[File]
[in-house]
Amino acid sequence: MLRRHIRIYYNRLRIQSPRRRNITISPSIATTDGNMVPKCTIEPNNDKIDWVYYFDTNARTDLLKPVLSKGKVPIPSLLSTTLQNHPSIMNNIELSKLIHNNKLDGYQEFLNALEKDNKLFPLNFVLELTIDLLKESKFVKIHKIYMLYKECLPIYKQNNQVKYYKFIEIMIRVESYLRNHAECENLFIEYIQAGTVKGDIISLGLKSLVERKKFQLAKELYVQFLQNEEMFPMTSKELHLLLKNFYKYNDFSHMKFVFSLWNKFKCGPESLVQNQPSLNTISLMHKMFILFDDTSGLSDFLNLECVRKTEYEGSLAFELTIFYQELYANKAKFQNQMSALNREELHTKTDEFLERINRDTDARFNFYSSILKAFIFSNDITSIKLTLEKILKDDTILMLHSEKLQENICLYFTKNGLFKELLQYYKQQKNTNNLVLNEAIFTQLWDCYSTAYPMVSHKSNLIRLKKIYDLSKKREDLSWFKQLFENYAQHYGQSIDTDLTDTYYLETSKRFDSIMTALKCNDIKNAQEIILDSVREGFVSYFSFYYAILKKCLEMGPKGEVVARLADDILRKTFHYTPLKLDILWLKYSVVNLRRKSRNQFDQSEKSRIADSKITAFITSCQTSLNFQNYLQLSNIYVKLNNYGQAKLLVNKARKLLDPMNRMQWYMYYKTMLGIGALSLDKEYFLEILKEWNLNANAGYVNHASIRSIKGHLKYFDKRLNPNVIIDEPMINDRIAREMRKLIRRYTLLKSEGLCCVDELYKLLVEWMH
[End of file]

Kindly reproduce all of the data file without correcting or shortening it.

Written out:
[in-house]
Amino acid sequence: MLRRHIRIYYNRLRIQSPRRRNITISPSIATTDGNMVPKCTIEPNNDKIDWVYYFDTNARTDLLKPVLSKGKVPIPSLLSTTLQNHPSIMNNIELSKLIHNNKLDGYQEFLNALEKDNKLFPLNFVLELTIDLLKESKFVKIHKIYMLYKECLPIYKQNNQVKYYKFIEIMIRVESYLRNHAECENLFIEYIQAGTVKGDIISLGLKSLVERKKFQLAKELYVQFLQNEEMFPMTSKELHLLLKNFYKYNDFSHMKFVFSLWNKFKCGPESLVQNQPSLNTISLMHKMFILFDDTSGLSDFLNLECVRKTEYEGSLAFELTIFYQELYANKAKFQNQMSALNREELHTKTDEFLERINRDTDARFNFYSSILKAFIFSNDITSIKLTLEKILKDDTILMLHSEKLQENICLYFTKNGLFKELLQYYKQQKNTNNLVLNEAIFTQLWDCYSTAYPMVSHKSNLIRLKKIYDLSKKREDLSWFKQLFENYAQHYGQSIDTDLTDTYYLETSKRFDSIMTALKCNDIKNAQEIILDSVREGFVSYFSFYYAILKKCLEMGPKGEVVARLADDILRKTFHYTPLKLDILWLKYSVVNLRRKSRNQFDQSEKSRIADSKITAFITSCQTSLNFQNYLQLSNIYVKLNNYGQAKLLVNKARKLLDPMNRMQWYMYYKTMLGIGALSLDKEYFLEILKEWNLNANAGYVNHASIRSIKGHLKYFDKRLNPNVIIDEPMINDRIAREMRKLIRRYTLLKSEGLCCVDELYKLLVEWMH